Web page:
How Three Children of Migrant Workers Feel About Life in Lebanon

What better way to close out the Migrant Stories series then with tales from children? If you're just joining the series, here's what you missed:

Also, don't miss the opportunity to download a free copy of the Migrant Stories eMagazine designed especially for Her Blueprint. Now, let's hear what these brilliant young minds have to say.

Children of Migrants Have Their Say

About five percent of Lebanon's population is a migrant worker. As for children of migrants, their numbers remain unknown because of their invisibility. Many children of migrant workers face marginalization and racism within the Lebanese culture because of their parents' social status. Migrant Stories met with a few young people to hear about their lives in Lebanon.

My name is George and I am 10 years old. My father is from Nigeria and my mother is from Sri Lanka. My mother came here to work in a hotel as a cleaner. My father works as an electrician. They met while working here in Lebanon.
My favourite subject in school is English and when I’m older I am going to France for University. I don’t speak French now but I will learn when I get there. I live with my mom and dad in the building where my father works. 
It’s OK living here. My mom doesn’t really like her job but they both work to take care of me. I hope that one day I will travel to Nigeria and Sri Lanka and see my countries.
I’m 11 years old and I was born in Lebanon. My parents are originally from Sierra Leone, they came to look for work in Lebanon because of the civil war. A few years after I was born, my father was deported because he was fired from his job and it created problems with his work papers. 
My mother decided to stay behind and continue to work as a household worker. There is no work in Sierra Leone and the jobs they have don’t pay enough to take care of all of us.
 She’s not treated very well and she works a lot. 
My mother doesn’t like her work but she has to be able to provide for us. I wish we could go to Sierra Leone but because I was born here I don’t have my papers to travel. But soon I will have papers. My mom doesn’t have legal papers so she has been going to the embassy and they are trying to fix her papers. For now, I can't leave until my mom's papers are sorted out.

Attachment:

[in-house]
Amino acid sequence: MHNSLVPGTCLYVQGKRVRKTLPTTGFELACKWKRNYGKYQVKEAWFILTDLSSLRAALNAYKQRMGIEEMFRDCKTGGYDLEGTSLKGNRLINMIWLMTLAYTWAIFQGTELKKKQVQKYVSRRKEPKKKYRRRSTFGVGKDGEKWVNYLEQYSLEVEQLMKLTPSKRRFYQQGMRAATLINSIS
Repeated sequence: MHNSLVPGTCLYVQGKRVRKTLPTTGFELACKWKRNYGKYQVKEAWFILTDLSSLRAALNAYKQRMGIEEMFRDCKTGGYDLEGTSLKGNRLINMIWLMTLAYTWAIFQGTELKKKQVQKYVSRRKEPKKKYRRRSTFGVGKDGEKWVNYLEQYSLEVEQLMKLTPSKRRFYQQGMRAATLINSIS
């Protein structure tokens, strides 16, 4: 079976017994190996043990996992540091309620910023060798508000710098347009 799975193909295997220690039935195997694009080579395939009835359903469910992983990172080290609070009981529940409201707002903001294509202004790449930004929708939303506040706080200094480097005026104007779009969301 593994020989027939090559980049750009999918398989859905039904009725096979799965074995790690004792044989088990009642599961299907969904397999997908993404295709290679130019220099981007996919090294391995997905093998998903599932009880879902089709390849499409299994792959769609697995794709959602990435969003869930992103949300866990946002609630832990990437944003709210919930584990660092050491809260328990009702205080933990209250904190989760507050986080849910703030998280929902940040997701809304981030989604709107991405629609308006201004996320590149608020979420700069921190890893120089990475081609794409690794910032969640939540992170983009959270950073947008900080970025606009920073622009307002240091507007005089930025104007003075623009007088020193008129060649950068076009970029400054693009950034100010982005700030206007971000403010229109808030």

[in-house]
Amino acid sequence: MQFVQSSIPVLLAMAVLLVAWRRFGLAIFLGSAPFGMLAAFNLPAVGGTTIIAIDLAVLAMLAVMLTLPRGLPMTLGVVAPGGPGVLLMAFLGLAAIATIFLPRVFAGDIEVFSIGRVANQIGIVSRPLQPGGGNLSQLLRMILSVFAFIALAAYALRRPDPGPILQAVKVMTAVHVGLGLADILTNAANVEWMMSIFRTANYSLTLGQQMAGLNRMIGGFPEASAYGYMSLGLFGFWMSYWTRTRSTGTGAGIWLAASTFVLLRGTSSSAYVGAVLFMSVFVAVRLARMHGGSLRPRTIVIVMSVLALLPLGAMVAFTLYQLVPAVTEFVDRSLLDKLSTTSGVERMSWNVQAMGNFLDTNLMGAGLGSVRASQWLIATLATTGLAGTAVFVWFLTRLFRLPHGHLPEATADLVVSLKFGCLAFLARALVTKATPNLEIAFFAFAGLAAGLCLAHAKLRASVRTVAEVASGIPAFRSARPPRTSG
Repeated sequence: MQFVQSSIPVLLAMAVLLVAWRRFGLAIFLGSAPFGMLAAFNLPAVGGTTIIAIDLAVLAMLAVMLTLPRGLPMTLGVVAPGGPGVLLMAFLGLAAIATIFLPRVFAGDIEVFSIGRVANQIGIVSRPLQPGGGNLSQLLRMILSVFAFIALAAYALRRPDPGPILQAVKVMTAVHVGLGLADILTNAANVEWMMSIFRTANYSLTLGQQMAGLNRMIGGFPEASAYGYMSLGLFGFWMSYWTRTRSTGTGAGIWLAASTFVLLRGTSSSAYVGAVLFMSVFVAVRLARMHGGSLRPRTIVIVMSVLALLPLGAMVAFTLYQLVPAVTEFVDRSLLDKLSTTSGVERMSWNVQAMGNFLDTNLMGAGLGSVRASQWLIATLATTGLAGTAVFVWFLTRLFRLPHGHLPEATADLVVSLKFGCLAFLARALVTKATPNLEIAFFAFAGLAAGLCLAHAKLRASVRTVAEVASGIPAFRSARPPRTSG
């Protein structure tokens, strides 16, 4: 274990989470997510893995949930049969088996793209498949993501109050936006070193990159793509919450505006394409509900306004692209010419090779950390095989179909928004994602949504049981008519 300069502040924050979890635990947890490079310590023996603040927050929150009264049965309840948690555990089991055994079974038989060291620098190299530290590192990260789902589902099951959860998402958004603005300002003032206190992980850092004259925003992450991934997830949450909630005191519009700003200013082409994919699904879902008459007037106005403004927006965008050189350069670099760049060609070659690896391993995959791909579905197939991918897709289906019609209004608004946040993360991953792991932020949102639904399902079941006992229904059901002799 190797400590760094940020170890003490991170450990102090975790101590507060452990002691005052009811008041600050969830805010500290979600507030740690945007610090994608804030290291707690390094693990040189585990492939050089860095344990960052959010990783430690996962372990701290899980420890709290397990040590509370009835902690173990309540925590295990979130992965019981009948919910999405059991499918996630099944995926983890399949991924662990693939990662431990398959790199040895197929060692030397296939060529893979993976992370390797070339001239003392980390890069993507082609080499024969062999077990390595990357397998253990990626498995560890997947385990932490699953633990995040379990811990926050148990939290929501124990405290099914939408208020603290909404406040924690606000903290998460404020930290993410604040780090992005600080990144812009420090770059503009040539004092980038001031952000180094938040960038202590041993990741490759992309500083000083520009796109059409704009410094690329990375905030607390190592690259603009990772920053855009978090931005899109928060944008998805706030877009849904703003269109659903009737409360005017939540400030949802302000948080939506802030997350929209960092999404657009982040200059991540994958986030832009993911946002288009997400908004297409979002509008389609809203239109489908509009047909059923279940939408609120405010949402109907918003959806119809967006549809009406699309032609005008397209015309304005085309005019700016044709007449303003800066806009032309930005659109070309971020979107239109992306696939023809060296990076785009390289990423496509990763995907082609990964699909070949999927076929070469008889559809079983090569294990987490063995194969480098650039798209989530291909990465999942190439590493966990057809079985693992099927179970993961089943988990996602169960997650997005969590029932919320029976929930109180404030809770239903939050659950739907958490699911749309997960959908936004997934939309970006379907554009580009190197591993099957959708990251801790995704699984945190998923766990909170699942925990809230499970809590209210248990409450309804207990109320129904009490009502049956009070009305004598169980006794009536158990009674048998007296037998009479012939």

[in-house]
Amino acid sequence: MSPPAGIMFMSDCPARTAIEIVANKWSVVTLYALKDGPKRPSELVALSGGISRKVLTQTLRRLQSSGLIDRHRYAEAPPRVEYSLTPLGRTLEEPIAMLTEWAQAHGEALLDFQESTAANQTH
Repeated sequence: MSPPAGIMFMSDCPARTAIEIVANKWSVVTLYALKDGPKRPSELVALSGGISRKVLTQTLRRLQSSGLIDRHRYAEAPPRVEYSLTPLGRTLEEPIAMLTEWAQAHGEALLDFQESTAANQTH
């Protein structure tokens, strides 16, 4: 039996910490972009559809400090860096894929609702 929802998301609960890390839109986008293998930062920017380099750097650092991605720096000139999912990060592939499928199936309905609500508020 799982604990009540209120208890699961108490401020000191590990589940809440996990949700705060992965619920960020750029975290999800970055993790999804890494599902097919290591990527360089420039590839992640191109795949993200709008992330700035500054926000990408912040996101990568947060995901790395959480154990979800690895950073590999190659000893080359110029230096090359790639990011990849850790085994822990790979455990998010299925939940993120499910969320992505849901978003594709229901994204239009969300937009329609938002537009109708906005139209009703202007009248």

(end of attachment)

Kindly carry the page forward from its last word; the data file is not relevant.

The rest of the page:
This summer my friend Mona and I are planning to intern at a beauty salon. I want to work with hair when I get older so that I have a better salary and can take care of my mom. 
Life in Lebanon is boring because I can only hang out with my friends while at school because if the police catch migrant kids on the streets late they will ask for our identity papers. 
 Living here just makes you crazy because I deal with a lot of racism every day. I get into fights all the time with my Lebanese friends because they make racists remarks about me. Usually they start something with me and I return the favour.
My name is Mona and I am 15 years old. My mother is from Sri Lankan and my father is Jordanian. My mother came to Lebanon 20 years ago to work as a domestic worker. My mother’s Madame was not treating her well. She wasn’t being paid on time and she didn’t have many days off and sometimes she would mistreat her. 
My father was doing business in the country when he met my mother. He saw that my mother was having a lot of problems with her work and started helping her by getting her money and papers together so that she could leave her employment situation. 
Several years after I was born, my parents split. I don’t know why my father left but I don’t see him anymore. My mother was able to find another job as a maid so that we can stay here. I live in a small apartment in Achrafiyeh with my mother and younger brother. 
I don’t like it here because I don’t fit in with the Lebanese and I would like to go to Sri Lanka and live the life of the people there, see the rest of my family, speak my language and be around people who are like me. Because I was born in Lebanon my mother has been unable to obtain papers for me from the Sri Lankan embassy. She has to pay a lot of money to the embassy to have them do the paperwork for my passport and she can’t afford it. My father could have gotten me Jordanian citizenship but decided not to because it would mean that he would have to marry my mother. So, I am stuck here.

Over to You

What are some issues mothers face when it comes to caring for their children? What are some ways to cater to the needs of children who are forced across borders at an early age? Share your thoughts below or on the IMOW Facebook page. After that, share this post so that others can join the conversation.

Finally, take a look at the International Museum of Women project called MAMA. It's an amazing online exhibition of global art, ideas, and voices aimed at making issues affecting mothers visible.